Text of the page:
UNCLE WIGGILY AND TOMMIE’S KITE
“Uncle Wiggily, have you anything special to do today?” asked Tommie Kat, the little kitten boy, one morning as he knocked on the door of the hollow stump bungalow, where Mr. Longears, the rabbit gentleman, lived.
“Anything special to do? Why, no, I guess not,” answered the bunny uncle. “I just have to go walking to look for an adventure to happen to me, and then—”
“Didn’t you promise to go to the five and ten cent store for me, and buy me a pair of diamond earrings?” asked Nurse Jane Fuzzy Wuzzy, the muskrat lady housekeeper.
“Oh, so I did!” cried Uncle Wiggily. “I had forgotten about that. But I’ll go. What was it you wanted of me?” he asked Tommie Kat, who was making a fishpole of his tail by standing it straight up in the air.
“Oh, I wanted you to come and help me build a kite, and then come with me and fly it,” said the kitten boy. “Could you do that, Uncle Wiggily?”
“Well, perhaps I could,” said the bunny uncle. “I will first go to the store and get Nurse Jane’s diamond earrings. Then, on the way back, I’ll stop and help you with your kite. And after that is done I’ll go along and see if I can find an adventure.”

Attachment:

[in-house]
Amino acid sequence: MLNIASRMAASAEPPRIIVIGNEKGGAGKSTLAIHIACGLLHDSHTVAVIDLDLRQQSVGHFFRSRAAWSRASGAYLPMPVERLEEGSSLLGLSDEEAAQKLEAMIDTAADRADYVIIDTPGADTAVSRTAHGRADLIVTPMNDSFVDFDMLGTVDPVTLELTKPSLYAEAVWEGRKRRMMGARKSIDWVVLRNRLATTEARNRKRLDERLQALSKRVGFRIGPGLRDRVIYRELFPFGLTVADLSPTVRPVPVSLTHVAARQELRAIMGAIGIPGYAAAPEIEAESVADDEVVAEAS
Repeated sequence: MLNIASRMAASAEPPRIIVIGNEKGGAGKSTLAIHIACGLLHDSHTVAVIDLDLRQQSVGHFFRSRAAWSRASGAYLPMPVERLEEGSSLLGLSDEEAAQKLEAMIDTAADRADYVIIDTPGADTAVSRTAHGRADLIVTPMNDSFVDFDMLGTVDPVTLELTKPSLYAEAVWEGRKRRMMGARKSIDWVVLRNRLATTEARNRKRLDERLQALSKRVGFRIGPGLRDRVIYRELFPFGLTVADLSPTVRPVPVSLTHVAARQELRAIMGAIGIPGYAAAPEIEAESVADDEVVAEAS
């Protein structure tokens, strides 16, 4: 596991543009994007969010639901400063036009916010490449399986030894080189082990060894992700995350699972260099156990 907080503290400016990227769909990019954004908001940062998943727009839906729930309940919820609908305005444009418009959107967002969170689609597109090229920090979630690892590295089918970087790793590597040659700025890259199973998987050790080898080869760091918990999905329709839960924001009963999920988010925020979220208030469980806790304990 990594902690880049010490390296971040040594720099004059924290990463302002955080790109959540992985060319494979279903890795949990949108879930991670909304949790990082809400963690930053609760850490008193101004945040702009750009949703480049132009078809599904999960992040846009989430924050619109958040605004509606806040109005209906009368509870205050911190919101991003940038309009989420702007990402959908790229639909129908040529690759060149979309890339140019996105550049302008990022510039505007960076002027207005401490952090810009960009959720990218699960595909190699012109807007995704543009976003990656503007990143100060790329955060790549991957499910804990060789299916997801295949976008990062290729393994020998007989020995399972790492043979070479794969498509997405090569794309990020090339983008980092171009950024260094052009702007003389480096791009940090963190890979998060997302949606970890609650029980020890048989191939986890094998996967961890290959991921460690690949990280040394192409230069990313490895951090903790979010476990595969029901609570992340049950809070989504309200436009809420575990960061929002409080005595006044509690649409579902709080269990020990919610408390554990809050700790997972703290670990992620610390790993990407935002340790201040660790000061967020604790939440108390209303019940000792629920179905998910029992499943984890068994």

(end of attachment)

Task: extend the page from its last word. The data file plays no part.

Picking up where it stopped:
“That will be fun!” cried Tommie. “I have everything all ready to make the kite—paper, sticks, paste and string. We’ll make a big one and fly it away up in the air.”
So off through the woods started Uncle Wiggily and Tommie to the five and ten cent store. There they bought the diamond earrings for Nurse Jane, who wanted to wear them to a party Mrs. Cluck-Cluck, the hen lady, was going to have next week.
“And now to make the kite!” cried Tommie, as he and Uncle Wiggily reached the house where the Kat family lived.
The bunny uncle and the little kitten boy cut out some red paper in the shape of a kite. Then they pasted it on the crossed sticks, which were tied together with string.
“The kite is almost done,” said Uncle Wiggily, as he held it up. “And can you tell me, Tommie, why your kite is like Buddy, the guinea pig boy?”
“Can I tell you why my kite is like Buddy, the guinea pig boy?” repeated Tommie, like a man in a minstrel show. “No, Uncle Wiggily, I can not. Why is my kite like Buddy, the guinea pig boy?”
“Because,” laughed the old rabbit gentleman, “this kite has no tail and neither has Buddy.”
“Ha, ha!” exclaimed Tommie. “That’s right!”
For guinea pigs have no tails, you know, though if you ask me why I can’t tell you. Some kites do have tails, though, and others do not.
Anyhow, Tommie’s kite, without a tail, was soon finished, and then he and Uncle Wiggily went to a clear, open place in the fields, near the woods, to fly it.
There was a good wind blowing, and when Uncle Wiggily raised the kite up off the ground, Tommie ran, holding the string that was fast to the kite and up and up and up it went in the air. Soon it was sailing quite near the clouds, almost like Uncle Wiggily’s airship, only, of course, no one rode on the kite.